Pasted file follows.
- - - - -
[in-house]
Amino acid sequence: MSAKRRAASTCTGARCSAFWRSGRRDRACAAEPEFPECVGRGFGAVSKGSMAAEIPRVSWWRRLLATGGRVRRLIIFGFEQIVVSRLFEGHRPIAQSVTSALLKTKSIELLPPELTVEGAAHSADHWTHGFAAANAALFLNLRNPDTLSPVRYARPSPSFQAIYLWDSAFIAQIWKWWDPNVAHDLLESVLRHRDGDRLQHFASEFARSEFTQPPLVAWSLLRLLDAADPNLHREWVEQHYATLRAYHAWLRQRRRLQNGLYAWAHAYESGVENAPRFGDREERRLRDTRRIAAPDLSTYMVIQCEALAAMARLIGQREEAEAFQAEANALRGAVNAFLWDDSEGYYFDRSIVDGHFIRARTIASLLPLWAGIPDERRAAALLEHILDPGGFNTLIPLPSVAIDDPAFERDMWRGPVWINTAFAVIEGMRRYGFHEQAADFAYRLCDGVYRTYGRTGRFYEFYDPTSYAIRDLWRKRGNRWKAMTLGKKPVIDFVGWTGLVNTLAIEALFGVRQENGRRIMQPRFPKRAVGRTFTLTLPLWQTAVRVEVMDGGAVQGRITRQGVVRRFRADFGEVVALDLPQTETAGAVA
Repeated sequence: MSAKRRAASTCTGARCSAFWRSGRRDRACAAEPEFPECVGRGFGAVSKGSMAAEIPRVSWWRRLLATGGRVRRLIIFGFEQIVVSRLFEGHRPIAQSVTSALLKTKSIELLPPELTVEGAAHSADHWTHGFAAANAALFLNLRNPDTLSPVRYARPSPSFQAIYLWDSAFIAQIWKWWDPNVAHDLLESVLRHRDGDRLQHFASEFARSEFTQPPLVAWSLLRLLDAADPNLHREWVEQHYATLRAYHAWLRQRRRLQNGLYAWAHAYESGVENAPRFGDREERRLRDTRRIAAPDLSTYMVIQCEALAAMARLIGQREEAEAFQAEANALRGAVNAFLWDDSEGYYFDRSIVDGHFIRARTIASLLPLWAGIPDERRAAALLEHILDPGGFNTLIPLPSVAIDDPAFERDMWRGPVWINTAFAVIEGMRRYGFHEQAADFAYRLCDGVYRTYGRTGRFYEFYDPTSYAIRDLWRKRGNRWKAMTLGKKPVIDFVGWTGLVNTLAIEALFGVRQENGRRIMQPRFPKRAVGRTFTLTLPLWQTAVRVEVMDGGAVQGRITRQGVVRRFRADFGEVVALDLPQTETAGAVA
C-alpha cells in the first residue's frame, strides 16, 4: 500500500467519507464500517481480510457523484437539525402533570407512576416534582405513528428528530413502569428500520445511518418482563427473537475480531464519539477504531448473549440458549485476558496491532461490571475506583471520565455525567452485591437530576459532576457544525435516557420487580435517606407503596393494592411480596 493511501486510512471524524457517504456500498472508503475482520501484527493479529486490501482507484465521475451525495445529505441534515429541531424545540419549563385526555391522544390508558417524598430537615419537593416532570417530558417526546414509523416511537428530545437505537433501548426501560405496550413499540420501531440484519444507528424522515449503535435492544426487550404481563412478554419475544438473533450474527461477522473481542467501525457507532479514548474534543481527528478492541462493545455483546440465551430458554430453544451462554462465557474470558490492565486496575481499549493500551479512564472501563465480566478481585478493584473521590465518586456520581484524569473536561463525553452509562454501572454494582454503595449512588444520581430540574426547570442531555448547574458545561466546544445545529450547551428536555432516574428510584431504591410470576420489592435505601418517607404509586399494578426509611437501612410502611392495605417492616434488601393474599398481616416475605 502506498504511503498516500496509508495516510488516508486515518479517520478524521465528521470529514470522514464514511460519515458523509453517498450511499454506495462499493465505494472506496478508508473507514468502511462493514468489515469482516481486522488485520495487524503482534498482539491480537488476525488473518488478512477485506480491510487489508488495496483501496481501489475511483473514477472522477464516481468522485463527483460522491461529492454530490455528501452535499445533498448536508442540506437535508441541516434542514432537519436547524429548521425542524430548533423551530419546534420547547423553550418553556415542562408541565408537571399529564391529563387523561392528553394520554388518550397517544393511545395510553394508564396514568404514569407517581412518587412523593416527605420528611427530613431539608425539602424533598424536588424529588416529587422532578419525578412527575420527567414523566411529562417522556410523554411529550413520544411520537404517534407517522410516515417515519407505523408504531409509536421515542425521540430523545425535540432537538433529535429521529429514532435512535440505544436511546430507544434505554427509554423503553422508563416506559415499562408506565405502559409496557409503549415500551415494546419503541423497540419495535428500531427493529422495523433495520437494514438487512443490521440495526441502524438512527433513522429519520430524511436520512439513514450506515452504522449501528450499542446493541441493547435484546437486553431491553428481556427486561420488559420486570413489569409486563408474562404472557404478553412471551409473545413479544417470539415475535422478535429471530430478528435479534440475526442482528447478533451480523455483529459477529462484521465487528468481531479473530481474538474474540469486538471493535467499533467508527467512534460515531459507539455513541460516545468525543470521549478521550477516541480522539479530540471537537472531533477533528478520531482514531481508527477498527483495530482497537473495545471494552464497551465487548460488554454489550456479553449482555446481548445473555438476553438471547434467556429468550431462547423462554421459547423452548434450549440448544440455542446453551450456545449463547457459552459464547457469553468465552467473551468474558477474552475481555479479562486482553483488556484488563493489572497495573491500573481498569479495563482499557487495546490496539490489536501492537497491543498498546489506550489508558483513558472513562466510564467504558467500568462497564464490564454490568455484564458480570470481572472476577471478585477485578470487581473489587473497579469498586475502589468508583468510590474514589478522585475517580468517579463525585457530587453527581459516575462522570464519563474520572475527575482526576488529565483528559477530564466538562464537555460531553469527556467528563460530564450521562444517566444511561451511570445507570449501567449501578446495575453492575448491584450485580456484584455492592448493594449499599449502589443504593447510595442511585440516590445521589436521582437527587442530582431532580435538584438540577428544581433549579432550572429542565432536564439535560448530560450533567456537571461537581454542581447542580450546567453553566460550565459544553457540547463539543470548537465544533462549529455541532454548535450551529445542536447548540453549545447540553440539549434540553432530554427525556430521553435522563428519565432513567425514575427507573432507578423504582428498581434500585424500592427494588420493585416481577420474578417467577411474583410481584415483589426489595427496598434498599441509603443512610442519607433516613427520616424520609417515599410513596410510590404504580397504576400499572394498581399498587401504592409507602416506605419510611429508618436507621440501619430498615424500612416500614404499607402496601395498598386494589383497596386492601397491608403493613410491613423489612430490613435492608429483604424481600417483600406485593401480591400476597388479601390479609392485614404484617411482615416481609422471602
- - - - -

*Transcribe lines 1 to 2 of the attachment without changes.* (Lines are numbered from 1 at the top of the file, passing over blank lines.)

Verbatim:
[in-house]
Amino acid sequence: MSAKRRAASTCTGARCSAFWRSGRRDRACAAEPEFPECVGRGFGAVSKGSMAAEIPRVSWWRRLLATGGRVRRLIIFGFEQIVVSRLFEGHRPIAQSVTSALLKTKSIELLPPELTVEGAAHSADHWTHGFAAANAALFLNLRNPDTLSPVRYARPSPSFQAIYLWDSAFIAQIWKWWDPNVAHDLLESVLRHRDGDRLQHFASEFARSEFTQPPLVAWSLLRLLDAADPNLHREWVEQHYATLRAYHAWLRQRRRLQNGLYAWAHAYESGVENAPRFGDREERRLRDTRRIAAPDLSTYMVIQCEALAAMARLIGQREEAEAFQAEANALRGAVNAFLWDDSEGYYFDRSIVDGHFIRARTIASLLPLWAGIPDERRAAALLEHILDPGGFNTLIPLPSVAIDDPAFERDMWRGPVWINTAFAVIEGMRRYGFHEQAADFAYRLCDGVYRTYGRTGRFYEFYDPTSYAIRDLWRKRGNRWKAMTLGKKPVIDFVGWTGLVNTLAIEALFGVRQENGRRIMQPRFPKRAVGRTFTLTLPLWQTAVRVEVMDGGAVQGRITRQGVVRRFRADFGEVVALDLPQTETAGAVA